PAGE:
Campaign Tobacco-Free Kids’ (CTFK) president Matthew Myers called Gottlieb’s sweeping tobacco regulatory agenda “a bold and comprehensive vision with the potential to accelerate progress” in reducing tobacco-related disease and death.

But, in a press release, Myers also noted that with regard to implementing the vision, “the devil is in the details.”

Five months later, Myers says that, while there are signs the FDA moving forward with key areas of the agenda, it’s been slower than promised.

“I would now say the devil is in the follow-up,” Myers told MedPage Today in a Dec. 27 telephone interview.

He said the FDA had promised to issue an Advanced Notice of Proposed Rule Making (ANPRM) by the end of the year to formally begin the dialogue about lowering nicotine levels in combustible cigarettes to non-addictive levels.

Other proposed ANPRMs include seeking public comment about whether FDA should eliminate flavors, including menthol, from little cigars and other tobacco products and seeking comment on whether the agency should reconsider its jurisdiction over certain forms of cigars.

Myers said CTFK received notice about a week ago that the ANPRM proposals have been sent to the Office of Management and Budget, but they have not been published yet.

“The public hasn’t seen them, so it is impossible to know how effectively they will move the ball forward,” Myers said.

“Whether Dr. Gottlieb’s July announcement turns into a significant and meaningful step forward depends on what happens in 2018 — not what he said in 2017,” Myers added.

NRT Steering Committee Appointed

One step forward came late last month. Gottlieb, along with Mitchell Zeller, JD, and Janet Woodcock, MD — heads of the FDA’s tobacco and drugs divisions, respectively — announced formation of a Nicotine Steering Committee with the aim of increasing the number of nicotine replacement therapies (NRTs) available for smokers who want to quit.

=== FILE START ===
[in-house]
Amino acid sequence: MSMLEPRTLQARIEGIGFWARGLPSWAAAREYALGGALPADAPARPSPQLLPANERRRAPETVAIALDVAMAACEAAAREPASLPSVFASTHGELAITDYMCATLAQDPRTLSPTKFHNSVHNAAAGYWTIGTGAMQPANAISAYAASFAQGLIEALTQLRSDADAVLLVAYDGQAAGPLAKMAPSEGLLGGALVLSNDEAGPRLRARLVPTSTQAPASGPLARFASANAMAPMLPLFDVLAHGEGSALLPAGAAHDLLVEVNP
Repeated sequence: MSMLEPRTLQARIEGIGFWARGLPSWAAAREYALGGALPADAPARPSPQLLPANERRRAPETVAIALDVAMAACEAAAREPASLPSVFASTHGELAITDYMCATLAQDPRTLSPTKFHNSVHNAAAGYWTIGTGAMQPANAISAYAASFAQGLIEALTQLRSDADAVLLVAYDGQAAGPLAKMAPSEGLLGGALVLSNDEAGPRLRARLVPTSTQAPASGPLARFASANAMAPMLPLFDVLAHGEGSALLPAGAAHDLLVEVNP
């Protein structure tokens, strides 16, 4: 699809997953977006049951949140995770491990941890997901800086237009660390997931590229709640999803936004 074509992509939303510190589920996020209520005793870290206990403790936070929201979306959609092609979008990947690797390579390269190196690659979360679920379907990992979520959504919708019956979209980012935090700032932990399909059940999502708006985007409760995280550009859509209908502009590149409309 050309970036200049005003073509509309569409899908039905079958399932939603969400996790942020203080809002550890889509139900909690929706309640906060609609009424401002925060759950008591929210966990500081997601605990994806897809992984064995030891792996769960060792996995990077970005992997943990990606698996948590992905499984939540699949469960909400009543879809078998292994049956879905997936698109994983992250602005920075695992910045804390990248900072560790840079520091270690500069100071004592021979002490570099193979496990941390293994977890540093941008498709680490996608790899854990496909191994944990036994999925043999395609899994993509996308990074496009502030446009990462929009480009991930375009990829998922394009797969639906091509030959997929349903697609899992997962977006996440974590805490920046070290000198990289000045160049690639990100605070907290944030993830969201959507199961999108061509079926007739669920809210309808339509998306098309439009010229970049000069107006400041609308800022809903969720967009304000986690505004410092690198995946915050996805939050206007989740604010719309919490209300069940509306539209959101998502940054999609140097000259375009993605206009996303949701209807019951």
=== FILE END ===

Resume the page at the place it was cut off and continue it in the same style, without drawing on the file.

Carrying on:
The FDA officials noted that while around 70% of adult smokers in the U.S. report wanting to quit and nearly half try to quit each year, only a small percentage succeed.

Myers said the goal of streamlining the reviewing process for NRTs regulated under Woodcock’s Center for Drug Evaluation and Research is a good one.

“We have over 36 million smokers, yet during the last 15 years there have only been three products approved to help smokers quit,” he said. “FDA has to do more to encourage innovation for smoking cessation.”

But he added that any effort to recognize electronic cigarettes or other recreational, non-combustible devices as nicotine delivery therapies for smoking cessation would be premature.

The studies examining the potential of e-cigarettes to help smokers quit have been contradictory and, Myers said, largely poor in quality.

“The bias of the researcher going in is the biggest predictor of what they will find,” he said. “It’s the FDA’s job to be the independent arbiter and demand good science. So far, it has been slow to do that.”

Tobacco researcher Stanton Glantz, PhD, told MedPage Today that while the research conducted to date suggests e-cigarettes can help a subset of smokers quit, they also have been shown to suppress smoking cessation among a larger group of adult smokers and promote the initiation of cigarette smoking among teens.

Glantz, who has long been critical of nicotine products, directs the Center for Tobacco Control Research and Education at the University of California San Francisco.

“If the FDA comes to the conclusion that smokers should be encouraged to shift to these less dangerous forms of nicotine, that would be inconsistent with what the evidence shows,” he said.

Considering Approval of ‘Heat-not-Burn’ Products

The FDA is currently reviewing tobacco giant Philip Morris’ proposal to sell its ‘heat-not-burn’ product IQOS in the U.S., and to market it as a reduced-harm device for nicotine delivery.

While news reports suggest that approval could come as early as February, both Myers and Glantz indicated that this timeline is wildly optimistic, given that the application is not complete and has not been considered by the FDA’s tobacco science advisory committee.

“Anyone who makes that prediction is shilling for the company,” Myers said. “Philip Morris International is spending literally millions of dollars to promote the notion that [IQOS] should and will be approved. There is no objective evidence that FDA has a point of view on this product yet.”

Earlier this month, Reuters published an investigative report detailing Philip Morris’ efforts to promote IQOS to health officials around the world as a safe alternative to combustible cigarettes.

Reuters said it “identified shortcomings in the training and professionalism of some of the lead investigators in the clinical trials that underpin the tobacco giant’s application to the FDA.”

Glantz recently sent a letter to the agency’s Tobacco Products Scientific Advisory Committee (TPSAC) urging it to delay action on the application until all public comments have been submitted and the application process is complete.

The TPSAC is scheduled to meet late next month to consider the IQOS application.


Tagged with:

About author

Related Articles